Stephen Hughes is drawn to marginal landscapes, often where the urban and the natural worlds jut up against one another. Each location is carefully selected, but nothing is staged; Hughes captures unexpected moments by observing life as it unfolds before him. David Chandler examines some of these moments in his essay on the artist's work: "a family holds hands as they peer over the cliffs of Beachy Head, edging towards oblivion; the sci-fi architecture of the Atomium in Brussels looms over a young couple as they embrace in a featureless park; and a child lays prone, gazing through the glass roof of Sunderland's Glass Museum." In each image, occurrences such as these prompt us to question what is transpiring and to anticipate what might come next. The work of Stephen Hughes is invested with a sense of possibility—an expectation that in these peripheral, dream-like landscapes, anything might happen.
Stephen Hughes was born in Brighton, England in 1968. Exhibited for the first time in 2001 at the De La Warr Pavilion, he has shown work in France, Germany and the United States. He is featured in Blind Spot #28 and has appeared in numerous art magazines including Tema Celeste, Portfolio and Camera Austria. PhotoWorks and De La Warr Pavilion published Stephen Hughes: Photographs for his inaugural exhibition in 2001. Stephen Hughes is currently an Arts Council England International Research Fellow in photography at the University of Santiago de Compostela, Spain. He lives and works in Brighton, England.
The New Yorker
February 1, 2005
A selection of exquisite color landscapes, most of them in the margins of European towns and cities or by the sea, identified only by the sketchiest of place names. If Andreas Gursky, with whom Hughes shares a kindred formalism, is the glittering existentialist of the European aesthetic, then Hughes is the demure poet, concerning himself less with the thrilling, ghastly spectacle of modern life than with the private moments of strange beauty contained within it. These are pictures about dislocation but not really about alienation. In "Far Rockaway, USA," the bleakness of an urban coastal landscape in winter is perfectly rendered—inscrutable high-rises in the background, a blank tract house in the foreground. There are no signs of life except for a few gulls walking the shoreline—and, in the water, a miraculous swan.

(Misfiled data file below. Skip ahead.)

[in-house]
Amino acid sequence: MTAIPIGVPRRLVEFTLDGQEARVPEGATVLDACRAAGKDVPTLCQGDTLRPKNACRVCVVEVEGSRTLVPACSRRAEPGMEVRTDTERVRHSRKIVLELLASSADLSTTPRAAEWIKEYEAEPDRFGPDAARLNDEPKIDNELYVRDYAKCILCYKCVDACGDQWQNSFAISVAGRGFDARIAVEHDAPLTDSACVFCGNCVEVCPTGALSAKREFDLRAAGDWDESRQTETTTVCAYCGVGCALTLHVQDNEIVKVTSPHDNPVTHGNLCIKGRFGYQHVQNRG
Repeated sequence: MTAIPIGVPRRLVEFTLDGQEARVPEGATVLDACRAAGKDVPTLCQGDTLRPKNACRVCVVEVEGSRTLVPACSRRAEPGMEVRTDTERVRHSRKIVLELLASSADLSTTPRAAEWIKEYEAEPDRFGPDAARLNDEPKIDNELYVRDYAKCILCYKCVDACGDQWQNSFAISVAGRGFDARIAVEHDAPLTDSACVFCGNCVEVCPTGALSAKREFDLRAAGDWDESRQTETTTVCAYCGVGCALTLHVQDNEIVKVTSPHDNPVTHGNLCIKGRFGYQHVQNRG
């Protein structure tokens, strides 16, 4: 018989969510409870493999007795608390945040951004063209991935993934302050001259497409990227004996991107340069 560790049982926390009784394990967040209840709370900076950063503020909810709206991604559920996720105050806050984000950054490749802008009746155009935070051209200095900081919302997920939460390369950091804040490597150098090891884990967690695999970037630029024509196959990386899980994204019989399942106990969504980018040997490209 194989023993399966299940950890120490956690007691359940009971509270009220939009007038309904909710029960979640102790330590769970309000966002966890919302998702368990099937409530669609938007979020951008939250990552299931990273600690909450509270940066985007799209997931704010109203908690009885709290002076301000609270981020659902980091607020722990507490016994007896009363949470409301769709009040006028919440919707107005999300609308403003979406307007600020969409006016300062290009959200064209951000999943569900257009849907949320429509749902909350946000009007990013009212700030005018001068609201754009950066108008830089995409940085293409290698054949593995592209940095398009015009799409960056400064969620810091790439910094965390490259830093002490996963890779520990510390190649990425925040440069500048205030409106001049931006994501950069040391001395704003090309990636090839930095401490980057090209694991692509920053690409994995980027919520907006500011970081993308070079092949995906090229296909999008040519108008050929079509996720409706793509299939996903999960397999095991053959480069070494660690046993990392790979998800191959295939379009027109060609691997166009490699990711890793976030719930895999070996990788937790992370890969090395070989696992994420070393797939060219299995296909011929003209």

Art on Paper
Hughes finds a desolate beauty in transitional zones in exurbia and in the Netherlands at the edges of cities, fringe areas that often feature new construction encroaching on natural environments: a lonely trailer park in England's Lake District (a TV glowing in one window); a man digging in the soil beneath a newly built highway overpass in a Welsh suburb; a seaside boccie court with a view of forbidding cliffs in the Canary Islands. In almost half of the pictures, there is no human presence, and almost as many include just a solitary figure; all the sites are photographed from a distance and intentionally convey little sense of a distinct geographical identity, emphasizing the melancholy they evoke.